The trustees decide that as there are very few ‘normal’ enquiries and applications coming in, for the next few weeks we should give out small £500 Fast Grants to charities and churches in West Yorkshire that are helping on the frontline by delivering food and continuing to support the most vulnerable to get through the crisis. It’s also agreed that we need to ‘meet’ monthly for the short term, as opposed to our usual three times a year, to make sure our grant-making matches up with local charities’ changing needs during the crisis.


1 April


The Fast Grant telephone and email enquiries are coming in nice and steadily. The Fast Grant sub-committee of trustees are doing a brilliant job reviewing the applications I put forward within 24 hours, and then I’m informing the successful applicants and making the grant payments the next day.


8 April


The Fast Grant enquiries and applications are coming in thick and fast now, but it’s just about manageable and being able to provide immediate support, even in a small way, really makes me feel that our Trust is doing our bit to help those most in need.


15 April


We’re getting so many Fast Grant enquires and it’s proving more difficult for the trustees to decide on who to support. We’re now realising this is a bit more complicated than we first thought, and now that the trustees can see the current bank balance on the statement for online payment purposes, this is putting each applicant’s financial position in a whole different light and making it harder for the trustees to agree. It is also felt that some charities are tailoring their requests to fit with our criteria and this isn’t sitting well with some trustees. Who said giving away money was easy?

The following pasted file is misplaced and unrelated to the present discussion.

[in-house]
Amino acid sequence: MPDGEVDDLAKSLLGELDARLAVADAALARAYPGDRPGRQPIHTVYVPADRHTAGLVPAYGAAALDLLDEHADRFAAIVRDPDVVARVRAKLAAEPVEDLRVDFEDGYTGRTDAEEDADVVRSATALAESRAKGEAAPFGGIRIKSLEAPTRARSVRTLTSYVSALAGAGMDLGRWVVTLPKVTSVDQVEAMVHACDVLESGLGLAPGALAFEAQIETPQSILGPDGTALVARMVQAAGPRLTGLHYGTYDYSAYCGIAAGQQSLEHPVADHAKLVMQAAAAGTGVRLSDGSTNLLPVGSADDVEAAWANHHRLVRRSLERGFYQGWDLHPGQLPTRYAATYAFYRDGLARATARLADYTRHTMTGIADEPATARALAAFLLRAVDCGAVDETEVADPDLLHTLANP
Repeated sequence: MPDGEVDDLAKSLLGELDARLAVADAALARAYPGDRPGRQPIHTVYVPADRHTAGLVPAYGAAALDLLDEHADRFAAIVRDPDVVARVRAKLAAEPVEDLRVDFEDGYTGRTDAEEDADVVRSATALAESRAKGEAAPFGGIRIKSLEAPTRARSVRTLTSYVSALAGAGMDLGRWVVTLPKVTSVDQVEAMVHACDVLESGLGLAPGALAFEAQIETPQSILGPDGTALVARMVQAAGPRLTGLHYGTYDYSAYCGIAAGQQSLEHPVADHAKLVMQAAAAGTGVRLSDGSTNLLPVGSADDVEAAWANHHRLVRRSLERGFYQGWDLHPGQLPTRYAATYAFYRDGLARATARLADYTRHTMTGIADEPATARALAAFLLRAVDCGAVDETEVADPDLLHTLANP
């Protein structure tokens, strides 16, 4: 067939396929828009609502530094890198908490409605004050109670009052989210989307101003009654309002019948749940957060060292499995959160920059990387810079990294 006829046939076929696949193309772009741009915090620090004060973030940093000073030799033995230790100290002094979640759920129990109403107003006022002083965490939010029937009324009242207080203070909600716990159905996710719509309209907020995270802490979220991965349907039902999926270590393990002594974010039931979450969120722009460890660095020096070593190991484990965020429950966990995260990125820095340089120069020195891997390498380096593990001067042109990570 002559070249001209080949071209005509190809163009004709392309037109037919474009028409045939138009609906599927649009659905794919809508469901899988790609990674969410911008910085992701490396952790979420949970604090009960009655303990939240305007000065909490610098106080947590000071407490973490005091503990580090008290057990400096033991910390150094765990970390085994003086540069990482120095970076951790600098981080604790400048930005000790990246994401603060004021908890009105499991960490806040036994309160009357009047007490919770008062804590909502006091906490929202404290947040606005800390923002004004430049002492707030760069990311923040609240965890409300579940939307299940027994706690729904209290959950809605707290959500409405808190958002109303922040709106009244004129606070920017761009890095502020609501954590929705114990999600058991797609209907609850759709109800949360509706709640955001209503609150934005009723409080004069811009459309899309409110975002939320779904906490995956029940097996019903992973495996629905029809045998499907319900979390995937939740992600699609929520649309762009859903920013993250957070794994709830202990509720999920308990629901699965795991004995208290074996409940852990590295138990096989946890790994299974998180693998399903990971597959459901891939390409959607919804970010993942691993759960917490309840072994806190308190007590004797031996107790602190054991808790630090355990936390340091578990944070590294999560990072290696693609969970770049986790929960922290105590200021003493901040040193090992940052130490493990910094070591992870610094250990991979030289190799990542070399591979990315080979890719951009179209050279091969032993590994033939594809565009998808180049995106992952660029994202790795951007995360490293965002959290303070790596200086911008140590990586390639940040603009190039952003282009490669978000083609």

22 April


The Fast Grant enquires have slowed down and we have another trustee call where it is agreed that the focus of our grant-making from May should shift towards unrestricted Resilience Funding for local charities in order to help them get through the crisis and come out the other side.


After the mad scramble to provide emergency support, it has become clear that what small charities will need for the medium-long term are friendly, flexible funders to turn to who can provide grants to pay for running costs. The Sir George Martin Trust has been here supporting Yorkshire charities for the past 64 years and we are determined that we will play our part in ensuring as many local not-for-profits continue their excellent work for many decades to come.